CHUCK TODD: And finally, I want to ask you about the Darrell Issa being open to a special prosecutor. What point is it in the best interest of the country to sort of take it away from elected partisans at this point? Whether it's a commission-- I know a select commission, outside commission or a special prosecutor. Where are you in that?
COTTON: Well, I think that's way, way getting ahead of ourselves here, Chuck. There are no allegations of any crime occurring. There's not even indication that there's criminal investigations under way by the FBI as opposed to counter intelligence investigations, which the FBI conducts all the time as our main counter-intelligence bureau. If we get down that road that's a decision that Attorney General Sessions can make at the time. But I think that’s—
TODD: Senators can call for it on their own. I mean, you called during your campaign against Mike prior. You called for a special prosecutor for the IRS. When does-- How does this Russia allegation, when does that rise to that level in your mind?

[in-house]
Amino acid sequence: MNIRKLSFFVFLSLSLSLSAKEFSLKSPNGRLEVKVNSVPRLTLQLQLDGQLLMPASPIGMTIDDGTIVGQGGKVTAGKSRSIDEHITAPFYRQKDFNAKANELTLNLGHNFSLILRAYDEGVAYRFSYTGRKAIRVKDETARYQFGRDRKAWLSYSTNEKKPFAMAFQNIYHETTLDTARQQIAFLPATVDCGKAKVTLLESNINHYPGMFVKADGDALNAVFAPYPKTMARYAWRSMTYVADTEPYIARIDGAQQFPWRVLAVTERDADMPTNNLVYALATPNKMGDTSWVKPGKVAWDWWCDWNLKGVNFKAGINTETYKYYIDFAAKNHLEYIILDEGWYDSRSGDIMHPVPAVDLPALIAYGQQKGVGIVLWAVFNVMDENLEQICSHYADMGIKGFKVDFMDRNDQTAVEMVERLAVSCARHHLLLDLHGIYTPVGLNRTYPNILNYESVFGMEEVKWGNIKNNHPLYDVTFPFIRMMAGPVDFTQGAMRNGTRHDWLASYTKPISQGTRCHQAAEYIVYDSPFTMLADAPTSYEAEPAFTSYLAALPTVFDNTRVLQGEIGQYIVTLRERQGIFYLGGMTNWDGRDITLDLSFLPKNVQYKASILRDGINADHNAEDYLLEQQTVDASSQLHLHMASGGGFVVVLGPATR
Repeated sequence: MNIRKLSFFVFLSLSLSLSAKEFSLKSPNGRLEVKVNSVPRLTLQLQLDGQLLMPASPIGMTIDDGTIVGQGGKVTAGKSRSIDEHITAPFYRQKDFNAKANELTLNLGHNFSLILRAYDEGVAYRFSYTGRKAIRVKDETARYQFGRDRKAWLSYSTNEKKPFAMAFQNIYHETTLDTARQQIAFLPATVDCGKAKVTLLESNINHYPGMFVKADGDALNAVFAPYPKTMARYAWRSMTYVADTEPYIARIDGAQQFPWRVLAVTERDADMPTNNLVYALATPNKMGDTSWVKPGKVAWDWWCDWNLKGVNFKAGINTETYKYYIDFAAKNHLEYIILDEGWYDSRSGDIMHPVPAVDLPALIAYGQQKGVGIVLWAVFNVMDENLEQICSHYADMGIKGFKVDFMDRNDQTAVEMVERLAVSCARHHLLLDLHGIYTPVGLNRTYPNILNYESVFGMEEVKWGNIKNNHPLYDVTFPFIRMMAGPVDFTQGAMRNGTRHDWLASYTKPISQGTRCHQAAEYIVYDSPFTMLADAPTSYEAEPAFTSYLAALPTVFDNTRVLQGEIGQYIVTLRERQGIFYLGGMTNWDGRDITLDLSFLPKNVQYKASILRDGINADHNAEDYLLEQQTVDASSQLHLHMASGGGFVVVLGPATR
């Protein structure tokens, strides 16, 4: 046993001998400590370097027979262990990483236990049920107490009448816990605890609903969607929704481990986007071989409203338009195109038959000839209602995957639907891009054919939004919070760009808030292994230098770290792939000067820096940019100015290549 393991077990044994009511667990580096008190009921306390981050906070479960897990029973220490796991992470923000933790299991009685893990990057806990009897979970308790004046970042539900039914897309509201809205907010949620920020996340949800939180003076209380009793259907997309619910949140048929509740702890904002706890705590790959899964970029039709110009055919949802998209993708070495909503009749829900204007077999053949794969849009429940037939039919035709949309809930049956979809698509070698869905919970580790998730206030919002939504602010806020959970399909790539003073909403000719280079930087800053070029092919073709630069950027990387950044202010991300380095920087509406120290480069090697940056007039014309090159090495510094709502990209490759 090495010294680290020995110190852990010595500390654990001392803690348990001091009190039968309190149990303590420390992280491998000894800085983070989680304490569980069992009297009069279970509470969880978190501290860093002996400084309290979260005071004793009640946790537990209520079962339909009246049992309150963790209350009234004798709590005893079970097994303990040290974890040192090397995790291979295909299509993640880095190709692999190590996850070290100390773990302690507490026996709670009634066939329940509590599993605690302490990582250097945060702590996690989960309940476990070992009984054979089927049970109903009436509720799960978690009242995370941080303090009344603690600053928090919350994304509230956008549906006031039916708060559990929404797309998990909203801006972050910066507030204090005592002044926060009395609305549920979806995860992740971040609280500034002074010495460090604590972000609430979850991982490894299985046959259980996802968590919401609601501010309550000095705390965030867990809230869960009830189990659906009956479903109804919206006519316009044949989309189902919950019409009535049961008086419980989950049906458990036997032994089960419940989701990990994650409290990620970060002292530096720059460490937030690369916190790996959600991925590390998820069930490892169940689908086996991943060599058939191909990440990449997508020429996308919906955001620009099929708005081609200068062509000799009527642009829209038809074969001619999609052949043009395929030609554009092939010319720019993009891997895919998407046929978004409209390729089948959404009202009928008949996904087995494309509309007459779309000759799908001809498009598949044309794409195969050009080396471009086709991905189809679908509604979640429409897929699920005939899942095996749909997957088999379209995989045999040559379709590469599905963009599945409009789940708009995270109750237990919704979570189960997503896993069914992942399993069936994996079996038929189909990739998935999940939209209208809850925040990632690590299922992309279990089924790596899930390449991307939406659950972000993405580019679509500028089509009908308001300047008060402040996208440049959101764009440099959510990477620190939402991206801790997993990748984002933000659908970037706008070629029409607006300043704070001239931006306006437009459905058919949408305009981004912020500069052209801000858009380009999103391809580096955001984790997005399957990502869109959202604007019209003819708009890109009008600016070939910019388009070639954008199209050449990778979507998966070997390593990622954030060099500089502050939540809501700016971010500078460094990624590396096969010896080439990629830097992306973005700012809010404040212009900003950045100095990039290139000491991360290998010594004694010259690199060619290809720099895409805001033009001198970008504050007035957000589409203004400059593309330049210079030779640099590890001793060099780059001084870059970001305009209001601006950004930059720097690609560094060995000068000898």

COTTON: Well, I think that's far down the road from what our inquiry might reveal in the Intelligence Committee or what the FBI’s inquiries might reveal. That's something that can be decided down the road, but right now there's no credible evidence of these contacts beyond anonymous sources in the media. And I’ve got to tell you, anonymous sources can't always be trusted.
TODD: Anonymous sources are how we find out about a lot of scandal in this country.
COTTON: Anonymous sources said Steve Bannon drove from the White House to the Department of Homeland Security to confront John Kelly, which we now know is not the truth. That’s not like the tone of a conversation, that’s someone’s physical whereabouts.
TODD: I – I – I
COTTON: You cannot credit stories that are based on anonymous sources. You should look into them especially if you're in a position of responsibility, but you can't simply credit them.
TODD: Let me talk to you about healthcare.